Getting People to Adopt Your Ideas — Book Review: Made to Stick

Made to Stick: Why Some Ideas Survive and Others Die by Chip Heath and Dan Heath (New York: Random House, 2007, 2008).

In Made to Stick, Chip and Dan Heath offer a very practical and well-researched guide to creating ideas that will penetrate the market and produce profit. Chip, a professor of organizational behavior (Stanford) and Dan, a consultant to the Policy Program at the Aspen Institute, are well positioned to offer insights on this subject.

The Heath brothers’ tips can be applied to several areas of business—writing, marketing, strategy and even running effective meetings. The Heath brothers summarize sticky ideas with the acronym SUCCES (the last “S” is intentionally missing): Simplicity, Unexpectedness, Concreteness, Credibility, Emotional and Stories.

Through examples from leaders in multiple industries, the authors point out that sticky ideas contain multiple “SUCCES” attributes. Even if the reader only takes away this acronym from the book, and attempts to apply it to their day-to-day work-practice, the book is a worthy read. The appeal of this book is its “concreteness.” The Heath brothers do not offer abstract marketing principles, but easily applicable ways of thinking. Anyone can ask themselves the following questions before presenting information of any kind:

  1. Is my message simple (straight-to-the-point)? Does it present any confusion in the mind of the reader?
  2. Does my idea bring something unexpected, or is it predictable? Furthermore, if it has unexpectedness, does it help the audience retain focus on my message?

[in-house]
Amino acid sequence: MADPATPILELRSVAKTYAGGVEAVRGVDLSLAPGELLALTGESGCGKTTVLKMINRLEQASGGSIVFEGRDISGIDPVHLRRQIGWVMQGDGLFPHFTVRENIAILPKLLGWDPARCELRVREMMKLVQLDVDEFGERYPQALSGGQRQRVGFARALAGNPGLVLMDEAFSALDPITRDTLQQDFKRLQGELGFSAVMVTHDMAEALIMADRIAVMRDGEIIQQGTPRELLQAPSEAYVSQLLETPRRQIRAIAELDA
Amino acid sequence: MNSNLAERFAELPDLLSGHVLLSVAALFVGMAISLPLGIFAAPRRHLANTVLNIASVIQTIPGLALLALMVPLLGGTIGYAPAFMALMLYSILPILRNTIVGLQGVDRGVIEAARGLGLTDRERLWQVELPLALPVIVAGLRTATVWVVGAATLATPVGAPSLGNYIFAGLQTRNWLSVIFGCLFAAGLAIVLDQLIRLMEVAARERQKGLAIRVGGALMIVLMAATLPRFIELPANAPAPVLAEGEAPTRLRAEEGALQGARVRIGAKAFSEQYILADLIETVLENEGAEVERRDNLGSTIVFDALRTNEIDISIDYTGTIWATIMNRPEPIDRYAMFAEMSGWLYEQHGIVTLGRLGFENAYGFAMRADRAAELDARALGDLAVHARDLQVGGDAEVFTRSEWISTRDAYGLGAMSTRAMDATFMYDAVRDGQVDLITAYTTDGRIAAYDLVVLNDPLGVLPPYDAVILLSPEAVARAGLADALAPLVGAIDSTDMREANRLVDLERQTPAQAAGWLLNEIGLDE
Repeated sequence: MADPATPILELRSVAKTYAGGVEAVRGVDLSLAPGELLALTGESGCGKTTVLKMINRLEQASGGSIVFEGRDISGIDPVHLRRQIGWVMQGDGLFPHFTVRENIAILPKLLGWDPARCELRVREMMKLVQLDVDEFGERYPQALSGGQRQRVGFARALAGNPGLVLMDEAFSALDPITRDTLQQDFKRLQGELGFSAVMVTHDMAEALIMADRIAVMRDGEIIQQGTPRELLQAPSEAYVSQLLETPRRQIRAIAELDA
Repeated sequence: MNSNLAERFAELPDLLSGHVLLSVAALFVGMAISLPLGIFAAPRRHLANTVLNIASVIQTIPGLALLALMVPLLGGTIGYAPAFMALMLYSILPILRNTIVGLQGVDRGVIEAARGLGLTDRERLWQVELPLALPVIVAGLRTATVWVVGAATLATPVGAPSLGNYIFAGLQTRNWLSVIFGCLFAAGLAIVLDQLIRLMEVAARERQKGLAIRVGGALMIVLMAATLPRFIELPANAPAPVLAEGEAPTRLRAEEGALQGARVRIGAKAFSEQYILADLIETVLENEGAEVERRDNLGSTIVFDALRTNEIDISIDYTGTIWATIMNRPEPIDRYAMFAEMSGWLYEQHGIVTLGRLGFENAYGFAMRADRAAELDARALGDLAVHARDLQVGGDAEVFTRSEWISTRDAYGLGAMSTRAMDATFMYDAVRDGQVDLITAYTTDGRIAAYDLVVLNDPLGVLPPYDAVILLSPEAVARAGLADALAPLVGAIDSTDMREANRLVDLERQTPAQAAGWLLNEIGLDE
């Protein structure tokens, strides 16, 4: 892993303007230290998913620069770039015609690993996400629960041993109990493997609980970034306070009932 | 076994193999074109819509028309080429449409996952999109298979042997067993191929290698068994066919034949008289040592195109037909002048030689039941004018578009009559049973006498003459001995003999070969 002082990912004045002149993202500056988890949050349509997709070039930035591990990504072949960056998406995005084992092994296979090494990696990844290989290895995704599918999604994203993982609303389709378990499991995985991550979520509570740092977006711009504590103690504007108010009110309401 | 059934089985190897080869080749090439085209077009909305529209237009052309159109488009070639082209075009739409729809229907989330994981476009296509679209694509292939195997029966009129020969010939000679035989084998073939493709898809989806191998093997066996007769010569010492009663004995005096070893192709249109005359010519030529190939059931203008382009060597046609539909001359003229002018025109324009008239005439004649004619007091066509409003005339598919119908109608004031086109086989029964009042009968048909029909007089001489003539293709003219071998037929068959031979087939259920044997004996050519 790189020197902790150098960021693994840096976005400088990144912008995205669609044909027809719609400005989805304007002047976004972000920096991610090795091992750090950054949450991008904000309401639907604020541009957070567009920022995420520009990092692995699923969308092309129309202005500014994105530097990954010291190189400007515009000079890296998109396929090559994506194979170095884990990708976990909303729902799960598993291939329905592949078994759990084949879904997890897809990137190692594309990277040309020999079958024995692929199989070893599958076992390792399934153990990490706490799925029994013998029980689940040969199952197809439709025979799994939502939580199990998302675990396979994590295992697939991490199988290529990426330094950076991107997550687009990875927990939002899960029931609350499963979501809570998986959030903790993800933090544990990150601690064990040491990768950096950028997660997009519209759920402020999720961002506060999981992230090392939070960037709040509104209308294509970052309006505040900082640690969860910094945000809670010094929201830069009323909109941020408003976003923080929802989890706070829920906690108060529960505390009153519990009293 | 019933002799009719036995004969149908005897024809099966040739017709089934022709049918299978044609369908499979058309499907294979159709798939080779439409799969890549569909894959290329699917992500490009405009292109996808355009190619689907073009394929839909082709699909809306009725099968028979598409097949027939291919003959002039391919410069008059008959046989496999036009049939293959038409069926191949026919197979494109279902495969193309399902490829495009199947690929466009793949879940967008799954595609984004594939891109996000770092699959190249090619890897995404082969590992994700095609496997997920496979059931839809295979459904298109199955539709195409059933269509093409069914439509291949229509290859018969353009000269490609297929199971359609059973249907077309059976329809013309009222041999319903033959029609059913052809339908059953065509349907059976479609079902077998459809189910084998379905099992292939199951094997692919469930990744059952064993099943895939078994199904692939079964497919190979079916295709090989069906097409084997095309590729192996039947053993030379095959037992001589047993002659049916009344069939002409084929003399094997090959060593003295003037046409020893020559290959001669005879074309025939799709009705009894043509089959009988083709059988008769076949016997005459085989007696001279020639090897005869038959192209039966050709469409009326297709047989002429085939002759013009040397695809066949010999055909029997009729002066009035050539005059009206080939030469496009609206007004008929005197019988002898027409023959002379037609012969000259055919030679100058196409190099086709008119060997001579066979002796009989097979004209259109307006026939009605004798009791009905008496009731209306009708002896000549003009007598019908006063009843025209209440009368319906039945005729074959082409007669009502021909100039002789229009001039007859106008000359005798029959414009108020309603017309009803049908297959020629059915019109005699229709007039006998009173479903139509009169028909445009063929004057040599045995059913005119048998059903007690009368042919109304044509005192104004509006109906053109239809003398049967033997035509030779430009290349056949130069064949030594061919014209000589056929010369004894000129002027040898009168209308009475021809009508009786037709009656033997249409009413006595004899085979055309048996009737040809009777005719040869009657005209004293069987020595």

3. Is my idea concrete? Is it real, and something people can quickly wrap their head around? (Philosophical ideas don’t stick; “high” scholastic language is often unusable, and therefore harder to remember).
  4. Are my sources credible? Do I have the evidence (not circumstantial, but real) to present my idea?
  5. Have I appealed to people’s emotions in my tactic? Will the audience be moved to tears or happiness by message? Does it strike a chord with them?
  6. Is the story I present interesting, and appealing? Is it a story people want to hear? Is there a better lead for this story that is appealing to a larger audience?

One of the greatest insights of the book is the constant question the Heath brothers emphasize: Who is my target audience and how can I make that target person, family, or business concrete in my mind? The more concrete our audience is in our mind, the better we will be able to present them with our message.

I highly recommend this book to anyone seeking to improve the way they communicate. 5 stars.

 

(I read this book as part of Logos Bible Software’s “Read for Cash” program. The author and/or publisher in no way influenced my review. However, the link to the title above is an affiliate link, so I will receive a small amount if you purchase the book after clicking the link.)

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